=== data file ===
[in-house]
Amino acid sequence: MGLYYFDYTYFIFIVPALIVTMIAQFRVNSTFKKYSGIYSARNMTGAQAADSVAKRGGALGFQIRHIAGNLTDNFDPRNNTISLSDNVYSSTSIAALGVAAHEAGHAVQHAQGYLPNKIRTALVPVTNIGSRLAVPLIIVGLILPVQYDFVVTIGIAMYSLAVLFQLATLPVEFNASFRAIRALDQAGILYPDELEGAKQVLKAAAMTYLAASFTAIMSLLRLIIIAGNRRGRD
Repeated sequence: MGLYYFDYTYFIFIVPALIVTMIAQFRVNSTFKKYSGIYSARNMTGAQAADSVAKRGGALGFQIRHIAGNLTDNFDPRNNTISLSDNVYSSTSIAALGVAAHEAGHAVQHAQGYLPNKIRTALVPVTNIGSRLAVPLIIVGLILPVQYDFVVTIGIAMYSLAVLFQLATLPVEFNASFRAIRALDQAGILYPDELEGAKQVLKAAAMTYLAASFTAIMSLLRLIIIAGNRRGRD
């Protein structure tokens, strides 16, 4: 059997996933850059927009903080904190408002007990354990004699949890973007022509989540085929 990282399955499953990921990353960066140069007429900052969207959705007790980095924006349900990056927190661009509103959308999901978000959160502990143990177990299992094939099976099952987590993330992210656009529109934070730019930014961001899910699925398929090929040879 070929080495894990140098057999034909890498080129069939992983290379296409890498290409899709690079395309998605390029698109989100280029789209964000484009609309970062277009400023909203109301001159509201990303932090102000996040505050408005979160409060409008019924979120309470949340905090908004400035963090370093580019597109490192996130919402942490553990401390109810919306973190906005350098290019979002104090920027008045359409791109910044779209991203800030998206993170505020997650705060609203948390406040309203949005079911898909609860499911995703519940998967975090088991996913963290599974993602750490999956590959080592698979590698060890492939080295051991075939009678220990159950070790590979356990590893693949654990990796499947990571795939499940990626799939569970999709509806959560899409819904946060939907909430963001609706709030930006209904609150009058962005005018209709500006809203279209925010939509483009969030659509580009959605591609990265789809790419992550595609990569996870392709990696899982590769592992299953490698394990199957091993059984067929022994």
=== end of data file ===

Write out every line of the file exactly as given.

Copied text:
[in-house]
Amino acid sequence: MGLYYFDYTYFIFIVPALIVTMIAQFRVNSTFKKYSGIYSARNMTGAQAADSVAKRGGALGFQIRHIAGNLTDNFDPRNNTISLSDNVYSSTSIAALGVAAHEAGHAVQHAQGYLPNKIRTALVPVTNIGSRLAVPLIIVGLILPVQYDFVVTIGIAMYSLAVLFQLATLPVEFNASFRAIRALDQAGILYPDELEGAKQVLKAAAMTYLAASFTAIMSLLRLIIIAGNRRGRD
Repeated sequence: MGLYYFDYTYFIFIVPALIVTMIAQFRVNSTFKKYSGIYSARNMTGAQAADSVAKRGGALGFQIRHIAGNLTDNFDPRNNTISLSDNVYSSTSIAALGVAAHEAGHAVQHAQGYLPNKIRTALVPVTNIGSRLAVPLIIVGLILPVQYDFVVTIGIAMYSLAVLFQLATLPVEFNASFRAIRALDQAGILYPDELEGAKQVLKAAAMTYLAASFTAIMSLLRLIIIAGNRRGRD
């Protein structure tokens, strides 16, 4: 059997996933850059927009903080904190408002007990354990004699949890973007022509989540085929 990282399955499953990921990353960066140069007429900052969207959705007790980095924006349900990056927190661009509103959308999901978000959160502990143990177990299992094939099976099952987590993330992210656009529109934070730019930014961001899910699925398929090929040879 070929080495894990140098057999034909890498080129069939992983290379296409890498290409899709690079395309998605390029698109989100280029789209964000484009609309970062277009400023909203109301001159509201990303932090102000996040505050408005979160409060409008019924979120309470949340905090908004400035963090370093580019597109490192996130919402942490553990401390109810919306973190906005350098290019979002104090920027008045359409791109910044779209991203800030998206993170505020997650705060609203948390406040309203949005079911898909609860499911995703519940998967975090088991996913963290599974993602750490999956590959080592698979590698060890492939080295051991075939009678220990159950070790590979356990590893693949654990990796499947990571795939499940990626799939569970999709509806959560899409819904946060939907909430963001609706709030930006209904609150009058962005005018209709500006809203279209925010939509483009969030659509580009959605591609990265789809790419992550595609990569996870392709990696899982590769592992299953490698394990199957091993059984067929022994």